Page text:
Anti-crime activists on Wednesday decried the slaying of a protest leader in northern Mexico who went public after his brother was kidnapped in May.
Benjamin LeBaron, 32, and a brother-in-law were shot to death Tuesday after they were seized by gunmen in Galeana, a farming town in the border state of Chihuahua.
The attack bore signs of an organized-crime hit. A message left with the bodies said it was retribution for the capture of 25 drug suspects in a neighboring town. The arrests by Mexican soldiers reportedly came after an anonymous tip.
LeBaron, a U.S. citizen, had led a protest in May in the state capital, also called Chihuahua, after the kidnapping of his teenage brother, Eric. The family refused to pay the $1-million ransom; the youth was eventually released.
Benjamin LeBaron had since spoken out on crime issues. Last week, he took part in a convoy of residents to the state capital to denounce kidnapping.
The men killed Tuesday belonged to a community founded during the 1920s by breakaway Mormons after the Church of Jesus Christ of Latter-day Saints began cracking down on polygamists. The sect has a tumultuous and sometimes violent past. In 1993, a federal jury in Texas convicted three members of a sect offshoot in the slayings five years earlier of three former members and an 8-year-old child.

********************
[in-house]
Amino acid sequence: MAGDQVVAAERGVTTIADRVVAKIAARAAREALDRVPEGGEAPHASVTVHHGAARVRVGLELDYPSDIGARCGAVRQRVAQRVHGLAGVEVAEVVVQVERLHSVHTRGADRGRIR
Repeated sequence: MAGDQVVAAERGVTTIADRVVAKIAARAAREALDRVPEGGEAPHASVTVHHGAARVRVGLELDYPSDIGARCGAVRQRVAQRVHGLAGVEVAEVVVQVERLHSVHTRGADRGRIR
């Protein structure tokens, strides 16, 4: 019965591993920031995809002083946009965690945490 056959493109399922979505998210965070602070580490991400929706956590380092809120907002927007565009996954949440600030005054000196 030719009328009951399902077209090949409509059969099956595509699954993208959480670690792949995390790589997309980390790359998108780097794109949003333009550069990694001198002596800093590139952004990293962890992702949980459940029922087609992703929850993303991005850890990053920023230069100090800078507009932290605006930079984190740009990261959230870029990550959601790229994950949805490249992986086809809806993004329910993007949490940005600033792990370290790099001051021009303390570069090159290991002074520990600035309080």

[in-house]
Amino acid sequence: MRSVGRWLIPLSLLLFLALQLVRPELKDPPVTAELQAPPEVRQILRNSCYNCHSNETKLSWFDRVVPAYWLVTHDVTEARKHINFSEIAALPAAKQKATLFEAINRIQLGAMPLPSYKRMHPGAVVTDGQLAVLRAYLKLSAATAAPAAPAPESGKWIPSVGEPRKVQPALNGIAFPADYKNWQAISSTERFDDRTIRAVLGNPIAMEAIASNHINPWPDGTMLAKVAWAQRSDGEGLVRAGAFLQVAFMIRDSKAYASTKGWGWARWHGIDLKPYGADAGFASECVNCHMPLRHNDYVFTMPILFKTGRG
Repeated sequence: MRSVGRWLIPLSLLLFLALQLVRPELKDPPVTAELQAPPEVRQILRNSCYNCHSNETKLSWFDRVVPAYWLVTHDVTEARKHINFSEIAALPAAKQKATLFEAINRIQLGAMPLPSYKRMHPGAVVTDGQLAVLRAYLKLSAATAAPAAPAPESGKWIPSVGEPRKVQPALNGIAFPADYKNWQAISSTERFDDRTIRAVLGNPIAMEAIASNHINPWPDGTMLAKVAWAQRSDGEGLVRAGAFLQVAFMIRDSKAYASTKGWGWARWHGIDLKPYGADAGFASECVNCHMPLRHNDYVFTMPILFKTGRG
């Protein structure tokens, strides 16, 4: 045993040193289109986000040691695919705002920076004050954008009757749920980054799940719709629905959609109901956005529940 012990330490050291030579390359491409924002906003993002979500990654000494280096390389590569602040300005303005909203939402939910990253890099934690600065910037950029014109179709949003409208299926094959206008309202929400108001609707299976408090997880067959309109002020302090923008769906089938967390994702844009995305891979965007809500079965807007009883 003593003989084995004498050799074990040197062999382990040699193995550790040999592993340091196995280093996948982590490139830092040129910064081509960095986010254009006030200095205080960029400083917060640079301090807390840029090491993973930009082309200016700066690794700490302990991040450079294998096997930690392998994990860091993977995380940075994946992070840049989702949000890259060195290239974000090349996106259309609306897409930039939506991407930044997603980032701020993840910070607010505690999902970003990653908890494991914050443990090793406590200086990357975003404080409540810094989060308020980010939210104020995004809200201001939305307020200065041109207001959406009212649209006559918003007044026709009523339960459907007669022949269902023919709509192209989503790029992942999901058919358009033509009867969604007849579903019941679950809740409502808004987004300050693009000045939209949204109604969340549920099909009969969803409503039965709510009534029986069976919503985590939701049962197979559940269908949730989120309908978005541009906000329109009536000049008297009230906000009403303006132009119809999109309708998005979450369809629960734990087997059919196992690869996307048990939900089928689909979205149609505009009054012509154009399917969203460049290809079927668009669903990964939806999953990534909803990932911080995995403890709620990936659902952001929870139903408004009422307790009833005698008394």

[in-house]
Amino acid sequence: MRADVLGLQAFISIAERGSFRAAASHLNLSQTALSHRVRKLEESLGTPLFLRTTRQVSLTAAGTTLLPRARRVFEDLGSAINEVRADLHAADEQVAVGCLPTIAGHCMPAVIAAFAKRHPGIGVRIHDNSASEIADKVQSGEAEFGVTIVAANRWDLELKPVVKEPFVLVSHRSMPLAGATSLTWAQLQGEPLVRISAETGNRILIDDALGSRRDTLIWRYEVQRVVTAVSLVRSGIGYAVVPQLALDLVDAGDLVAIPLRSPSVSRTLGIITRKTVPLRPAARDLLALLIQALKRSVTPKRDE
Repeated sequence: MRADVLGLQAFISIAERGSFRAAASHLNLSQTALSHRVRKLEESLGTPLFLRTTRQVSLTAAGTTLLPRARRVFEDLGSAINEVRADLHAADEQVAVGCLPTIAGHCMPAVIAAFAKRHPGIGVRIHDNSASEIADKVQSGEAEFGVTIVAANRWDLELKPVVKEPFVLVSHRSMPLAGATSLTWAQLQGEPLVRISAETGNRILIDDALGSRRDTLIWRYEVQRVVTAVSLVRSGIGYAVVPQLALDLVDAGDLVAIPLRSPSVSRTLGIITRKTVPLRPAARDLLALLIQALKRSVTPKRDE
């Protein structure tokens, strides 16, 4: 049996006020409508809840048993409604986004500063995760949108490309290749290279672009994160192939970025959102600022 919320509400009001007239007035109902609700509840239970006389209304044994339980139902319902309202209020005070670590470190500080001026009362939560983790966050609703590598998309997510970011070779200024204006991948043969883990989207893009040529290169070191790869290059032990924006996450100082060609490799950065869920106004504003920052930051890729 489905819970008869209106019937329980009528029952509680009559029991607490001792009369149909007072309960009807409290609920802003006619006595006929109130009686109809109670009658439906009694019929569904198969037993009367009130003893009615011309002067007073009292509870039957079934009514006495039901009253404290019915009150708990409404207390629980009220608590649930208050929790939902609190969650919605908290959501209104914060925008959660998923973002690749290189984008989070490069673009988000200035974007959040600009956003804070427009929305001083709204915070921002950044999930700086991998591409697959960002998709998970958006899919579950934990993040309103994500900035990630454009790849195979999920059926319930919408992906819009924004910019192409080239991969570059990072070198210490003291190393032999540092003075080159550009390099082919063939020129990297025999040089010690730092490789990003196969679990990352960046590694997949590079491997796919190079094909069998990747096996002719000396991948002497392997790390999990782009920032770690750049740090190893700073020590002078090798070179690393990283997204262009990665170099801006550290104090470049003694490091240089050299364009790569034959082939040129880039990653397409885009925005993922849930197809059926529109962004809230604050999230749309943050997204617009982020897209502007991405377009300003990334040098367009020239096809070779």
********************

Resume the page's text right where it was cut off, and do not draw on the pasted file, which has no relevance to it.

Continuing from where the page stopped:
Commentators said Tuesday’s killings showed how risky it is to speak out against drug traffickers and other criminal gangs in Mexico.
“Public complaints carry a lot of risk. People who dare to do so are exposed to just what happened to this man,” said Maria Isabel Miranda, an activist whose son was kidnapped in 2005.
“The criminals’ message was unequivocal: Fear us,” the El Universal newspaper declared Wednesday in an editorial about the Chihuahua slayings.
Mexican President Felipe Calderon declared war on drug smugglers and other crime groups when he took office in December 2006. But amid rising drug violence and kidnappings, Mexicans feel vulnerable. Residents avoid reporting crimes because they don’t trust police or worry that they will be exposed to retribution. In a recent poll, 72% of respondents said they feared being kidnapped.
Witnesses said more than 10 gunmen stormed LeBaron’s home, seizing him and brother-in-law Luis Widmar, who had come to help.
LeBaron’s brother James said the community did not want to be cast as crime fighters. “There’s just so much insecurity here, we don’t know what to think,” he said Wednesday by telephone. “All we’re trying to do is live safely.”